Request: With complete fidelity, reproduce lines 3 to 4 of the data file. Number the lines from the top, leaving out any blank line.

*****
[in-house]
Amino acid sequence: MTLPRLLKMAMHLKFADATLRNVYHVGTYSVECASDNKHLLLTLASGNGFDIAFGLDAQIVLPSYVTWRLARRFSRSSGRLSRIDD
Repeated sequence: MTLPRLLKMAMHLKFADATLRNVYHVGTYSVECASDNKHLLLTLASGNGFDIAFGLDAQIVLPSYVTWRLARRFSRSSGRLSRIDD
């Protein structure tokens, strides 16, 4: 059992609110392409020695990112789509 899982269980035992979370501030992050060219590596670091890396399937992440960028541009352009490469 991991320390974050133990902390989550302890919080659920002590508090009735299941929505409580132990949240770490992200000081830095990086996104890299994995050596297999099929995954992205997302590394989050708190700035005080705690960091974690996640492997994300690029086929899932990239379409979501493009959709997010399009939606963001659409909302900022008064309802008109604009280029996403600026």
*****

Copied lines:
Repeated sequence: MTLPRLLKMAMHLKFADATLRNVYHVGTYSVECASDNKHLLLTLASGNGFDIAFGLDAQIVLPSYVTWRLARRFSRSSGRLSRIDD
């Protein structure tokens, strides 16, 4: 059992609110392409020695990112789509 899982269980035992979370501030992050060219590596670091890396399937992440960028541009352009490469 991991320390974050133990902390989550302890919080659920002590508090009735299941929505409580132990949240770490992200000081830095990086996104890299994995050596297999099929995954992205997302590394989050708190700035005080705690960091974690996640492997994300690029086929899932990239379409979501493009959709997010399009939606963001659409909302900022008064309802008109604009280029996403600026």